I think it worth noting one more reason Yellen was out front yesterday. Not only is liquidity suffering still globally but that is having an immensely negative effect on asset prices, especially at the bubble points. The S&P/LSTA Leveraged Loan 100 had not been updated since last Friday, which suggested (to me) continued pricing difficulties in leveraged loans. The combination of declining prices with further and greater uncertainty about those prices is highly, highly combustible. Thus Yellen’s feeble attempt at reassurance; it wasn’t quite as bad as “contained” but at this point I doubt you’ll ever hear the phrase “leveraged loans” escape her lips.
Now that S&P has updated the index through yesterday, we can appreciate it being as bad as expected: new low in terms of market value, significantly less than even the August 26 terminus for the global liquidation wave. Again, that isn’t unexpected given other institutional junk prices but especially the continually unsettled nature of the “dollar” and liquidity.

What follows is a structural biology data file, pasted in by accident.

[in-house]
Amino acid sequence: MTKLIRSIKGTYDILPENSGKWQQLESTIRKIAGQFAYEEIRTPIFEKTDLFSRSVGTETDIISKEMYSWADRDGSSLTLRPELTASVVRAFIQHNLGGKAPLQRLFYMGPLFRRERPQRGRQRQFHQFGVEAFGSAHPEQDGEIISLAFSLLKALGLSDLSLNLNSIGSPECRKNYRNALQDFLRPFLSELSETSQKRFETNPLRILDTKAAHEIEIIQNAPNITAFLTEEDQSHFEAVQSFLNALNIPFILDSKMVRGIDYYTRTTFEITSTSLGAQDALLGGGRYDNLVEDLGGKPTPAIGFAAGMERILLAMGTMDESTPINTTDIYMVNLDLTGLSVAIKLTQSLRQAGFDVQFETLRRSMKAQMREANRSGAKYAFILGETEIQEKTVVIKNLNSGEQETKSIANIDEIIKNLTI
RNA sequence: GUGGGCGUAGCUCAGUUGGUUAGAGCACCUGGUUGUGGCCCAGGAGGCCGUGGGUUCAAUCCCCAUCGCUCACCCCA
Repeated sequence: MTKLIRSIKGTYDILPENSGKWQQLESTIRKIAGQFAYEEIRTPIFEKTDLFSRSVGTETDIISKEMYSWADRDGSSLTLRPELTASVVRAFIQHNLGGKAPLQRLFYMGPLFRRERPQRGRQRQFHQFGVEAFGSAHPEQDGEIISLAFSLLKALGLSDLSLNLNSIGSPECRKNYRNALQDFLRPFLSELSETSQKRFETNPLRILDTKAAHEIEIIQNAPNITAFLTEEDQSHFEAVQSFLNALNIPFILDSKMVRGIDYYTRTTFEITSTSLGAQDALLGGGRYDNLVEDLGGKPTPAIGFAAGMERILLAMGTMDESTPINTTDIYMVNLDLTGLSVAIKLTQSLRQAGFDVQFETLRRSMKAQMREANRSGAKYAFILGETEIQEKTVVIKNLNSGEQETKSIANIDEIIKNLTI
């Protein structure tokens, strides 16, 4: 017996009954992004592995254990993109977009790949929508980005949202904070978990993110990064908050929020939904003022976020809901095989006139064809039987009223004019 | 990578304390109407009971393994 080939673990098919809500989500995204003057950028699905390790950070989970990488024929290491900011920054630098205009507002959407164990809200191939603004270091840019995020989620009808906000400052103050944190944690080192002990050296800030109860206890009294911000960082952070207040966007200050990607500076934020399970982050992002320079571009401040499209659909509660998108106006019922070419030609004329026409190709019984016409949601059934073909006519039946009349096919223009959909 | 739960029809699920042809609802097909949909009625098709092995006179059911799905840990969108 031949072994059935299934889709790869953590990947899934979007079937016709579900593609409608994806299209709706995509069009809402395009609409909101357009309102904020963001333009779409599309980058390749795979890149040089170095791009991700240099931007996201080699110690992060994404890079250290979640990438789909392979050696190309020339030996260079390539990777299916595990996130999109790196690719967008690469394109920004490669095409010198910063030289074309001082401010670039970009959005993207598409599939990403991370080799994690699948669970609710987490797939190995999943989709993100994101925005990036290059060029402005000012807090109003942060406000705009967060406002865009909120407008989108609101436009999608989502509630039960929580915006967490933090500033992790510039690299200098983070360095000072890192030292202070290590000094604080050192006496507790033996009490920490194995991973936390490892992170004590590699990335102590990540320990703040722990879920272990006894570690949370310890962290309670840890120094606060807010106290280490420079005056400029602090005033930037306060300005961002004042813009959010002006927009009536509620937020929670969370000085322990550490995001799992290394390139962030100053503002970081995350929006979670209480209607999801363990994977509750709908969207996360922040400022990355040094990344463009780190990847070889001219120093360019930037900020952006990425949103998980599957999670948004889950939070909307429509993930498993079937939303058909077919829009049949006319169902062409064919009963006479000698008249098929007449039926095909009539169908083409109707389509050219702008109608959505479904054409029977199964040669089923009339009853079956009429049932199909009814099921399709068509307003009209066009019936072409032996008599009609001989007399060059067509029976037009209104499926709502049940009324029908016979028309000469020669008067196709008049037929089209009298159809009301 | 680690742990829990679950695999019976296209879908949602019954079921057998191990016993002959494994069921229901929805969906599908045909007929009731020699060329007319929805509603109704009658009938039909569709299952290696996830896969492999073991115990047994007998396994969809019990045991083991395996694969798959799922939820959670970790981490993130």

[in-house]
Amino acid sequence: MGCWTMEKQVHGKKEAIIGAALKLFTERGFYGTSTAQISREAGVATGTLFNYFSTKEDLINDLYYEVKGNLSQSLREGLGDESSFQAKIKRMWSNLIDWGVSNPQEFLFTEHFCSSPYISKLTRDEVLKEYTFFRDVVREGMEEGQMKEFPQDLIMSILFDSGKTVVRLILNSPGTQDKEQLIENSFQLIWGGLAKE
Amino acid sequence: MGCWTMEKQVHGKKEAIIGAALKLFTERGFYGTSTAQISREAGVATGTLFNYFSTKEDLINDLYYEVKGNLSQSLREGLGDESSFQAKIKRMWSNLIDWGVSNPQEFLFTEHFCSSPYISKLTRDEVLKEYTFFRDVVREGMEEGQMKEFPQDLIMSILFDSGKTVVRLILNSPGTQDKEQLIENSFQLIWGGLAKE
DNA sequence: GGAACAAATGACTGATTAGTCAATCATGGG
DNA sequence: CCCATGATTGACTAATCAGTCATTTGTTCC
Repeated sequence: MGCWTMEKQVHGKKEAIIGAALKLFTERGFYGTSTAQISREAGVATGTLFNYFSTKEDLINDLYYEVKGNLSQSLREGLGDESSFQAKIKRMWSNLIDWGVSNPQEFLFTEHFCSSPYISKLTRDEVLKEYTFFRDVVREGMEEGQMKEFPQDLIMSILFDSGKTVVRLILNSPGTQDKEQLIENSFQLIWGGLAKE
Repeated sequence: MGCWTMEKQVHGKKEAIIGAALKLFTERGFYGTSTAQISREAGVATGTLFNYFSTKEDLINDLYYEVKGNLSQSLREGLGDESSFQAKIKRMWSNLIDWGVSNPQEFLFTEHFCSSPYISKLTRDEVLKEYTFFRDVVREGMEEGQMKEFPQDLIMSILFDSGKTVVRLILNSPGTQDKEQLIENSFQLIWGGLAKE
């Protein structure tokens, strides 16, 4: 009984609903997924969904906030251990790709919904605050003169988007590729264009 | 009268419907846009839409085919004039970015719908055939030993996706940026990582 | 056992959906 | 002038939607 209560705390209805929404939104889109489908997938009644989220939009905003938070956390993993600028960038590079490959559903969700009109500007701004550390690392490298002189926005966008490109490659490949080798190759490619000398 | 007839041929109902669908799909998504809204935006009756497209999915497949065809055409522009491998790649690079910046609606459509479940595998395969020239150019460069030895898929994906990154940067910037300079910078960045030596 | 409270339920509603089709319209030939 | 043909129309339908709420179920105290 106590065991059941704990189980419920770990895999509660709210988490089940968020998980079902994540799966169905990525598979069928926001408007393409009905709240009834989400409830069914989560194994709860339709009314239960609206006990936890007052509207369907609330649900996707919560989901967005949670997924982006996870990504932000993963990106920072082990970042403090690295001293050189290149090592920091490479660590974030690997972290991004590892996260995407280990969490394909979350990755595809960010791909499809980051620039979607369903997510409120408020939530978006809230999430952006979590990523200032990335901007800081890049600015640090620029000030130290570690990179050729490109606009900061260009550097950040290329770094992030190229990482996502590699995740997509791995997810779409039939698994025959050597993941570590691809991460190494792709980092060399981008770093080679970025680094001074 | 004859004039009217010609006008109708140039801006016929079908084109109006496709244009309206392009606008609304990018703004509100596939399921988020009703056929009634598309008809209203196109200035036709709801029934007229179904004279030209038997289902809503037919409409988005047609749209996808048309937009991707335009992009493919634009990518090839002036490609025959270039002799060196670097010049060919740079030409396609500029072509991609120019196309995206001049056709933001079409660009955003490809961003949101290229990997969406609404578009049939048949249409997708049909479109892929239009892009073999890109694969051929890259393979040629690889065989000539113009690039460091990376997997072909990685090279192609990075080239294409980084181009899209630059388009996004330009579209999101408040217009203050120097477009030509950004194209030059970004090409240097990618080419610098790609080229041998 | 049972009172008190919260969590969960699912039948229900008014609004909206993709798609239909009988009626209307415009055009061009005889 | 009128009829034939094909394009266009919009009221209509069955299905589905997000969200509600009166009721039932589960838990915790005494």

There is a break point looming, though impossible to quantitatively infer where that might be; qualitatively, I would expect it where “transitory” is not only disavowed but more widely accepted as laughable. All we know is that there is very little illuminating the full weight of it. It’s quite understandable that Yellen and the FOMC are feeling the pressure, though they should garner no sympathy since it all falls upon their unnecessarily rigid, soft central planning.